Here’s a report detailing some of the challenges and regulations around reclaiming mine sites, from Norma Engelberg writing for the Pikes Peak Courier View. Click through and read the whole article. Here’s an excerpt:
“When you file a mining claim, you have to submit a notice of intent to conduct exploration or prospecting,” [Tony Waldron, supervisor of the minerals program at the state mine reclamation office] said. “A lot of information is submitted with the notice of intent — how much topsoil will be removed, what the predisturbance biology looks like, whether there is any surface water and how you plan to explore the site.”[…]
“It’s all about showing us what’s there now and what you plan to put back,” Waldron said. “A lot of people use ‘restoration’ and ‘reclamation’ interchangeably but restoration means putting the land back exactly like it was. You’re never going to be able to do that. Reclamation means returning the land to a beneficial use. That could mean creating grazing land or wildlife habitat but it could also mean creating a parking lot or building homes on it.”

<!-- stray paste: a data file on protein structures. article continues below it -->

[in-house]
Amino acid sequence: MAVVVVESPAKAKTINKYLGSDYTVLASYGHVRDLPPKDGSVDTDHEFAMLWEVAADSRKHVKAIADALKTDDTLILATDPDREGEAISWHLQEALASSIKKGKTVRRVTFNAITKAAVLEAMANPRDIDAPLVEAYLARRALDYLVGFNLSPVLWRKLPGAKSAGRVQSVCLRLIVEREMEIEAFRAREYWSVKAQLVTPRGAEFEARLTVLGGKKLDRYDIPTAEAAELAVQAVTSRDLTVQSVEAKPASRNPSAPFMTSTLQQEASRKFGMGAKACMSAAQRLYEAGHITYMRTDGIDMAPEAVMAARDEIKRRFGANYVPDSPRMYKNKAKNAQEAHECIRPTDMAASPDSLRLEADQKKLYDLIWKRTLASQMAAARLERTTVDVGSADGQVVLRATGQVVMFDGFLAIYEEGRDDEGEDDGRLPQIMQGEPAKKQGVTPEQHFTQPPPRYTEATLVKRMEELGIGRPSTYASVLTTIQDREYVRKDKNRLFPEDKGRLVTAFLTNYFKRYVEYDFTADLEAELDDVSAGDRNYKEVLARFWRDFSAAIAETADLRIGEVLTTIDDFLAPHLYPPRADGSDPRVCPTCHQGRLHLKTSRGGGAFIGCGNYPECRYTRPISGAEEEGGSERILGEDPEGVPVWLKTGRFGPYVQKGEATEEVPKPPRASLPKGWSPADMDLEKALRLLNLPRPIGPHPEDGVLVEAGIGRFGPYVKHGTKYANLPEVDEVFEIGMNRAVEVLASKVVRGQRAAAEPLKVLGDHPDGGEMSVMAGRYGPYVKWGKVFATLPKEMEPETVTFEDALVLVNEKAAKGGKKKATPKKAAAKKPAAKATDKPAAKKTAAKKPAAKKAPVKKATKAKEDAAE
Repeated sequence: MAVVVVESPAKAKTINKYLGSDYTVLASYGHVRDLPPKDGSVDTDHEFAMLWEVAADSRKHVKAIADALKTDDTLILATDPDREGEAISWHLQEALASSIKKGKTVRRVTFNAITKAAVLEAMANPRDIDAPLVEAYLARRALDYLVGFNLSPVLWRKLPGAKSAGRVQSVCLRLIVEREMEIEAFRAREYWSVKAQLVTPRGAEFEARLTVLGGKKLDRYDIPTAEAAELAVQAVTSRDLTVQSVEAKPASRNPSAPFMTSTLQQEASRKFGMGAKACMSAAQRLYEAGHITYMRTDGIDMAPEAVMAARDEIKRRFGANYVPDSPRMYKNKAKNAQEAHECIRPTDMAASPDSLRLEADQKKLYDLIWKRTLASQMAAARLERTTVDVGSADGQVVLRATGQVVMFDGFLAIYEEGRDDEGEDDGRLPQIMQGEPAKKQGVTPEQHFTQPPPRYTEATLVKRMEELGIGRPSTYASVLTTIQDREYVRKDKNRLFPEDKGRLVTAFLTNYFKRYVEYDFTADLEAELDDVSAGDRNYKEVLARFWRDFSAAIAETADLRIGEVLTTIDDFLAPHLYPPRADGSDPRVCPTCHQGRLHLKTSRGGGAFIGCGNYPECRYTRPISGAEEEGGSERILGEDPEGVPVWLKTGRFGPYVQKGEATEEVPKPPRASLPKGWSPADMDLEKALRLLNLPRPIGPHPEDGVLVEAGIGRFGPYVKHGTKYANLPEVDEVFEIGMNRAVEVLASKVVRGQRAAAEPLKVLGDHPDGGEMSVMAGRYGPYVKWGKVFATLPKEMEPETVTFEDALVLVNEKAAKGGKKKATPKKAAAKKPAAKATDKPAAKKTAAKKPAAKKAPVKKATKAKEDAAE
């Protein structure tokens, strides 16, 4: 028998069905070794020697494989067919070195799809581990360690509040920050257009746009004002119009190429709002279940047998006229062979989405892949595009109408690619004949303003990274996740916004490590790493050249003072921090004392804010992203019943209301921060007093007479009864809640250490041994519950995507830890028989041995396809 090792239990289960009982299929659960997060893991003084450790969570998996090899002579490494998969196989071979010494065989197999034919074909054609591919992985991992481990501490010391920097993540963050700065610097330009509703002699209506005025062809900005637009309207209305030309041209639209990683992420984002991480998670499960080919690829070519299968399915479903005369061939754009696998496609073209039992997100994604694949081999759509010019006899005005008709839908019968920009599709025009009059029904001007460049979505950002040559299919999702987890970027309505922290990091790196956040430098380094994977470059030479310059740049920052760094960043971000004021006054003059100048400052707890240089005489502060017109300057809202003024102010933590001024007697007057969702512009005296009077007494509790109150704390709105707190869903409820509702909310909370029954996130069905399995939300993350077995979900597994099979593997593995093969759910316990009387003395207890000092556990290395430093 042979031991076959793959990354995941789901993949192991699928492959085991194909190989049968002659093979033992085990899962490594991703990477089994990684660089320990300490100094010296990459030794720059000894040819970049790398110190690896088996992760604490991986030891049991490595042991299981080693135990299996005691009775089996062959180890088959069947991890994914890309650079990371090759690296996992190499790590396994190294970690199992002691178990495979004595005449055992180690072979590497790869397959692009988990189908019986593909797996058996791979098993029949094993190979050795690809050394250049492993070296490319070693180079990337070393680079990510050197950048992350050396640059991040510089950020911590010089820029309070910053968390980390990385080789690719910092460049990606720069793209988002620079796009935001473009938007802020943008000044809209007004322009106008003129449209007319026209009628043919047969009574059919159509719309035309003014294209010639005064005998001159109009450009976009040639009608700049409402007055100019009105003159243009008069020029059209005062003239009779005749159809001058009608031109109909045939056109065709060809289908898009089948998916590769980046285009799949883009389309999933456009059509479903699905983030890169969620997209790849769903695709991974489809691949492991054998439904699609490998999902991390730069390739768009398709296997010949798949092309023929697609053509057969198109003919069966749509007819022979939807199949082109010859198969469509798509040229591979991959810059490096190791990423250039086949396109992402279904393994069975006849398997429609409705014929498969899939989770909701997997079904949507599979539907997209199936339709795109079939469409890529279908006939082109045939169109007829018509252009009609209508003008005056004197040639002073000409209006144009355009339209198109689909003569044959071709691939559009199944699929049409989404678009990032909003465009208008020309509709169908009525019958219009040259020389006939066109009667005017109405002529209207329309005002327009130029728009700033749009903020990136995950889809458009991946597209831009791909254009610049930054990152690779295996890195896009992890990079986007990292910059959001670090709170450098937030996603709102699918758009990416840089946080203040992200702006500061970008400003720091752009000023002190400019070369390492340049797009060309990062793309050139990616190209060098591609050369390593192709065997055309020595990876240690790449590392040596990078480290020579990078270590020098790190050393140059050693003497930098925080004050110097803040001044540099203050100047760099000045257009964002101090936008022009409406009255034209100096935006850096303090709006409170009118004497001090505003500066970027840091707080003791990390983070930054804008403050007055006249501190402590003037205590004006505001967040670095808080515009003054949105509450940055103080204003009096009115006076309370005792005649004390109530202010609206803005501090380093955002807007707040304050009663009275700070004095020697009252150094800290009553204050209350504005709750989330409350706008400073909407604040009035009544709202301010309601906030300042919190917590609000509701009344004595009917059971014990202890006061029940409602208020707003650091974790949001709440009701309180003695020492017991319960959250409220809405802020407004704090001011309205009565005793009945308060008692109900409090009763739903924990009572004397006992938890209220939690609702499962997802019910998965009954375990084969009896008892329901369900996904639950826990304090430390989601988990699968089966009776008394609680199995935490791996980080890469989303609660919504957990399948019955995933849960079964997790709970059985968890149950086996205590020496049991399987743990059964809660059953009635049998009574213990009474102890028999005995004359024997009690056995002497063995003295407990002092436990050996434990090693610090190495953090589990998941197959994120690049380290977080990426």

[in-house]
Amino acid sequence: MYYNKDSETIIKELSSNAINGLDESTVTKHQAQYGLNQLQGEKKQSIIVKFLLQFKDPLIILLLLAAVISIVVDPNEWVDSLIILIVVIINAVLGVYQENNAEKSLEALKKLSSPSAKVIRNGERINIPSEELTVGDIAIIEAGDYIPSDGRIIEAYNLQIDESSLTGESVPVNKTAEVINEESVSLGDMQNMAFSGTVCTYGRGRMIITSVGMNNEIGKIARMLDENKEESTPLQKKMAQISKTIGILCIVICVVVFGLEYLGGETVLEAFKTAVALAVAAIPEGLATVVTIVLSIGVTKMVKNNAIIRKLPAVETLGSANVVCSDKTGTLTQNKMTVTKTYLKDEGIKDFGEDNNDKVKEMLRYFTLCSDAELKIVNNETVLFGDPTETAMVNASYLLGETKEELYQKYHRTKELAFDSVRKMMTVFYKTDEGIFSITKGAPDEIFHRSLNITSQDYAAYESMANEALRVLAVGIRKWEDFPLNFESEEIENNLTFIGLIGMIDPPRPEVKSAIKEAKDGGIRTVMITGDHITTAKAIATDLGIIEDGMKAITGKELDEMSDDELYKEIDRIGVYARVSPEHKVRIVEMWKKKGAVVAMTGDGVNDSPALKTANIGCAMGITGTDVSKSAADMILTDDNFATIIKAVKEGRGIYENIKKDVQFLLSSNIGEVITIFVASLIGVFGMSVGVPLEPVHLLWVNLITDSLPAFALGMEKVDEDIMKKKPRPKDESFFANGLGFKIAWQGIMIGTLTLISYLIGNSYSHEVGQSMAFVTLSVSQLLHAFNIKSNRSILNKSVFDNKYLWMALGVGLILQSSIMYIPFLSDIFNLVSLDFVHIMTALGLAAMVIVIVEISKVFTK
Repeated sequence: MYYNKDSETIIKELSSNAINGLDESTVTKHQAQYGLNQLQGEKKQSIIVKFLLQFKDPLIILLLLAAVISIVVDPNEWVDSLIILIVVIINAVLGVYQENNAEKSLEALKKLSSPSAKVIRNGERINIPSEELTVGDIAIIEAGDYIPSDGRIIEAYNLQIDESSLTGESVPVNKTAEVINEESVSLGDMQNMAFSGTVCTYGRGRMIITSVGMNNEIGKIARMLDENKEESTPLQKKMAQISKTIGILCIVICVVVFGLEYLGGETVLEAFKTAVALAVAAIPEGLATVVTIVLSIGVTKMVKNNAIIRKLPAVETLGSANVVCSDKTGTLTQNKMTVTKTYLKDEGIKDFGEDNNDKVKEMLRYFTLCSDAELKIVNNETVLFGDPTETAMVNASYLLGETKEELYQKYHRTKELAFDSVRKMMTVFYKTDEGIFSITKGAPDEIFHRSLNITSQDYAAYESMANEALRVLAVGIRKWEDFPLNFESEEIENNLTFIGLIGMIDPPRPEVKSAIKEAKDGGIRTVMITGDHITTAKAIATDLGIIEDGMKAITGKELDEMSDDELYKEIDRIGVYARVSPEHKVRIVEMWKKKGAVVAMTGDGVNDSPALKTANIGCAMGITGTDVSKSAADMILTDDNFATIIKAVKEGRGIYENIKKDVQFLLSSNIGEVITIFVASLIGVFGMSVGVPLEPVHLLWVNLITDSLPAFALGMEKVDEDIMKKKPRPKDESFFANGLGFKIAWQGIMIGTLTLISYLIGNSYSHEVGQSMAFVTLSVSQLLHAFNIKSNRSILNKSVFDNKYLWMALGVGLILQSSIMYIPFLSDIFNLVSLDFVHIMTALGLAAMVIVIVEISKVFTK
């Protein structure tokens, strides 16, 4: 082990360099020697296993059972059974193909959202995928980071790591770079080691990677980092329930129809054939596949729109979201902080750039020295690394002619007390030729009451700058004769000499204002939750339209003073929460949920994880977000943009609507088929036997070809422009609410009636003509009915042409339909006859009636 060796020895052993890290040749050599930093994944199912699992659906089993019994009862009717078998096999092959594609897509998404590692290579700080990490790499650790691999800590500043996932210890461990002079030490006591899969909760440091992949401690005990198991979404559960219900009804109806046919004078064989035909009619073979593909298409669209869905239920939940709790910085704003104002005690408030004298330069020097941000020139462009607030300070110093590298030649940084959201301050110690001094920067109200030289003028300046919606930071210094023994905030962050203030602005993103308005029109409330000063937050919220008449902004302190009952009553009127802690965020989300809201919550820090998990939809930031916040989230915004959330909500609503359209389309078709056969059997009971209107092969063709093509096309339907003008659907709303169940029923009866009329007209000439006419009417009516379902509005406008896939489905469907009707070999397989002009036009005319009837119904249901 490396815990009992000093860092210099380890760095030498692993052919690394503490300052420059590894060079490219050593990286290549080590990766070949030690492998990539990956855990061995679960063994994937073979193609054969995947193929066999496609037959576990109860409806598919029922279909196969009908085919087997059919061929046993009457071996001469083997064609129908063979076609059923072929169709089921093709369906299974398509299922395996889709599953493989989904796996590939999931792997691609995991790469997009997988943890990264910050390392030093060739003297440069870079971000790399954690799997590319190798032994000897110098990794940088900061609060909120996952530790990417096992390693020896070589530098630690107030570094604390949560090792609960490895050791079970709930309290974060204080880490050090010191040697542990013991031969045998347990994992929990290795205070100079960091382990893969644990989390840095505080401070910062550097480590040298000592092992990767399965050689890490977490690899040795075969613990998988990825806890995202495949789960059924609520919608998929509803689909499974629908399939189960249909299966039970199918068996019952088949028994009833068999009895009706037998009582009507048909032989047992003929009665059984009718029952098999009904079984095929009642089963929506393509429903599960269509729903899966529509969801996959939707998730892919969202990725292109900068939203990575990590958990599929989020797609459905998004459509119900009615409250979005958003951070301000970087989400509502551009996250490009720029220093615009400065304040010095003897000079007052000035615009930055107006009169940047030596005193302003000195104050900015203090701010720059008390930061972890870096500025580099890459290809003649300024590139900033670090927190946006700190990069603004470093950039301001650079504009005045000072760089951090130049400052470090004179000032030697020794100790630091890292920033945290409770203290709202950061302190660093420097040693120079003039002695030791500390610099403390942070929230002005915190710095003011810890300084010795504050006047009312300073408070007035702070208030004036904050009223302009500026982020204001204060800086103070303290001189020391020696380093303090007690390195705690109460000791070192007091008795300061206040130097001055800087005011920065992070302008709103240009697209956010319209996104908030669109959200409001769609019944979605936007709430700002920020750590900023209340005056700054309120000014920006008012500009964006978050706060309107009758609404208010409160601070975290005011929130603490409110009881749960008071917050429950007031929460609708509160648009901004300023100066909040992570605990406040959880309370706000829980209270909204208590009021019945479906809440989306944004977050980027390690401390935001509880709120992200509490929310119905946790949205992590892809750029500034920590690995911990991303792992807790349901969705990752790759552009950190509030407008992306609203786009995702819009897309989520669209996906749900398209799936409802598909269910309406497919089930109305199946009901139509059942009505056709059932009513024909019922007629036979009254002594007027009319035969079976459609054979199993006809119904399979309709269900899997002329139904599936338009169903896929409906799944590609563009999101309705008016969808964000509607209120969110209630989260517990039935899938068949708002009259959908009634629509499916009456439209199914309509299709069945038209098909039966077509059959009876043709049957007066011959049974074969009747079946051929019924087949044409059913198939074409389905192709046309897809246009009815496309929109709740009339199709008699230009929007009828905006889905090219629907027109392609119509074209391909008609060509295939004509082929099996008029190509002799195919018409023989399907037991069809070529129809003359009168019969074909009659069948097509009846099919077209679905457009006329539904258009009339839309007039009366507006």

Along with all the information required, the prospective miner also has to submit a reclamation bond, the cost of which is based on how much land disturbance the mine will create and the cost of the worst-case scenario — the state stepping in to reclaim the site.
“Currently the state is holding about $423 million on reclamation bonds,” Waldron said. “About half of that belongs to a couple of big mines, the rest comes from smaller mines. A big mine might pay $100 million or more; a small mine’s bond might be anywhere from a $15,000 to $30,000.”
Waldron’s office also provides advice on planting mixtures and timetables.
“Reclamation takes time — three to five years at least,” he said. “In Colorado’s climate and terrain, plants take a while to become established but if you follow the timetables for planting you’ll probably be successful in most (non-drought) years.”
More restoration/reclamation coverage here.